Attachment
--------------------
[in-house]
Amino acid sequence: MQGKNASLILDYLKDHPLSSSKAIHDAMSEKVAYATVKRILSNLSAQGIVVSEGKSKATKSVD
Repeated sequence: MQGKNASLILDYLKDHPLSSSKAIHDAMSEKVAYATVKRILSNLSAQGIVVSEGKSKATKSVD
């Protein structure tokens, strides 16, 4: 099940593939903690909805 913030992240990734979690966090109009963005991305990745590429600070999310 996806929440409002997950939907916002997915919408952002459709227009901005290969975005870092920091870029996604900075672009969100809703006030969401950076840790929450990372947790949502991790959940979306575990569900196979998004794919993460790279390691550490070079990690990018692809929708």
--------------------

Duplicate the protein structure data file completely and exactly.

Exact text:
[in-house]
Amino acid sequence: MQGKNASLILDYLKDHPLSSSKAIHDAMSEKVAYATVKRILSNLSAQGIVVSEGKSKATKSVD
Repeated sequence: MQGKNASLILDYLKDHPLSSSKAIHDAMSEKVAYATVKRILSNLSAQGIVVSEGKSKATKSVD
């Protein structure tokens, strides 16, 4: 099940593939903690909805 913030992240990734979690966090109009963005991305990745590429600070999310 996806929440409002997950939907916002997915919408952002459709227009901005290969975005870092920091870029996604900075672009969100809703006030969401950076840790929450990372947790949502991790959940979306575990569900196979998004794919993460790279390691550490070079990690990018692809929708």